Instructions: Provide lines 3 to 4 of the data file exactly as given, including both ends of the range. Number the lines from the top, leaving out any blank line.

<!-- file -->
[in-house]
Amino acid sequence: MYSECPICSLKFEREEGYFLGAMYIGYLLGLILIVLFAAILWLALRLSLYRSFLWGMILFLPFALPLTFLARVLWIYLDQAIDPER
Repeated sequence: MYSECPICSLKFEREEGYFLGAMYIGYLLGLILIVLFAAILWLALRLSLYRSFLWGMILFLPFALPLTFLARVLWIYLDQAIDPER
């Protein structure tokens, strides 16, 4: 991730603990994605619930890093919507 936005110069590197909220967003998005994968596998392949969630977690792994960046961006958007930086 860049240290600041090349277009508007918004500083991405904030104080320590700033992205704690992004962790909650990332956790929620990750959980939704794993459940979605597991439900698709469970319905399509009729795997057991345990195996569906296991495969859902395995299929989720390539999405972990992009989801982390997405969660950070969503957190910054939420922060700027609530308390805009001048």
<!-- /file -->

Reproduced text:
Repeated sequence: MYSECPICSLKFEREEGYFLGAMYIGYLLGLILIVLFAAILWLALRLSLYRSFLWGMILFLPFALPLTFLARVLWIYLDQAIDPER
């Protein structure tokens, strides 16, 4: 991730603990994605619930890093919507 936005110069590197909220967003998005994968596998392949969630977690792994960046961006958007930086 860049240290600041090349277009508007918004500083991405904030104080320590700033992205704690992004962790909650990332956790929620990750959980939704794993459940979605597991439900698709469970319905399509009729795997057991345990195996569906296991495969859902395995299929989720390539999405972990992009989801982390997405969660950070969503957190910054939420922060700027609530308390805009001048």